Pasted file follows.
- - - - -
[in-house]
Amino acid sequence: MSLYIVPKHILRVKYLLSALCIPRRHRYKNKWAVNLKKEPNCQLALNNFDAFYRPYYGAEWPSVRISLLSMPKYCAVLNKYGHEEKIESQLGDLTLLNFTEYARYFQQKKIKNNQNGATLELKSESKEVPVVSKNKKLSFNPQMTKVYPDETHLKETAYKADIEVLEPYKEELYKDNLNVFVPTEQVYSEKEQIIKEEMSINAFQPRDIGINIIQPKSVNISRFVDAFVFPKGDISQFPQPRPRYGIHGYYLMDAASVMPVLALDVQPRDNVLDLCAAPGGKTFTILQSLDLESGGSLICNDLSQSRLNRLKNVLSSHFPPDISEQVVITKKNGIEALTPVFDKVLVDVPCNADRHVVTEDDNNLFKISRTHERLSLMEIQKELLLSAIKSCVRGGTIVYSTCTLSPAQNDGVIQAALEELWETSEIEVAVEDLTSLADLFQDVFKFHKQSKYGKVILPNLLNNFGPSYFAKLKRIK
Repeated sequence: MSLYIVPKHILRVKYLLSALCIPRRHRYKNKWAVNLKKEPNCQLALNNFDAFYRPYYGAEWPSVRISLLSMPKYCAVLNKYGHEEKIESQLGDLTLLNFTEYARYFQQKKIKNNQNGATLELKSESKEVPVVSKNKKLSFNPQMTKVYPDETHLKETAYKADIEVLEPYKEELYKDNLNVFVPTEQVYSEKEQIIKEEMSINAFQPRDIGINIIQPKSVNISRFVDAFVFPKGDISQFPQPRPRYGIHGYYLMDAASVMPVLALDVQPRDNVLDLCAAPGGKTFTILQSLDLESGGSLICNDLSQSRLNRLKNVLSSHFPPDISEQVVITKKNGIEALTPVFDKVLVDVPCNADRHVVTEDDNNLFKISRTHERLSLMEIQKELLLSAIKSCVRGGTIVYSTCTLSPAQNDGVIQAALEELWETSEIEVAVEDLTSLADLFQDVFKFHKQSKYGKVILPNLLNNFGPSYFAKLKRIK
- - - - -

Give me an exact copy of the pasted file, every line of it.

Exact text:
[in-house]
Amino acid sequence: MSLYIVPKHILRVKYLLSALCIPRRHRYKNKWAVNLKKEPNCQLALNNFDAFYRPYYGAEWPSVRISLLSMPKYCAVLNKYGHEEKIESQLGDLTLLNFTEYARYFQQKKIKNNQNGATLELKSESKEVPVVSKNKKLSFNPQMTKVYPDETHLKETAYKADIEVLEPYKEELYKDNLNVFVPTEQVYSEKEQIIKEEMSINAFQPRDIGINIIQPKSVNISRFVDAFVFPKGDISQFPQPRPRYGIHGYYLMDAASVMPVLALDVQPRDNVLDLCAAPGGKTFTILQSLDLESGGSLICNDLSQSRLNRLKNVLSSHFPPDISEQVVITKKNGIEALTPVFDKVLVDVPCNADRHVVTEDDNNLFKISRTHERLSLMEIQKELLLSAIKSCVRGGTIVYSTCTLSPAQNDGVIQAALEELWETSEIEVAVEDLTSLADLFQDVFKFHKQSKYGKVILPNLLNNFGPSYFAKLKRIK
Repeated sequence: MSLYIVPKHILRVKYLLSALCIPRRHRYKNKWAVNLKKEPNCQLALNNFDAFYRPYYGAEWPSVRISLLSMPKYCAVLNKYGHEEKIESQLGDLTLLNFTEYARYFQQKKIKNNQNGATLELKSESKEVPVVSKNKKLSFNPQMTKVYPDETHLKETAYKADIEVLEPYKEELYKDNLNVFVPTEQVYSEKEQIIKEEMSINAFQPRDIGINIIQPKSVNISRFVDAFVFPKGDISQFPQPRPRYGIHGYYLMDAASVMPVLALDVQPRDNVLDLCAAPGGKTFTILQSLDLESGGSLICNDLSQSRLNRLKNVLSSHFPPDISEQVVITKKNGIEALTPVFDKVLVDVPCNADRHVVTEDDNNLFKISRTHERLSLMEIQKELLLSAIKSCVRGGTIVYSTCTLSPAQNDGVIQAALEELWETSEIEVAVEDLTSLADLFQDVFKFHKQSKYGKVILPNLLNNFGPSYFAKLKRIK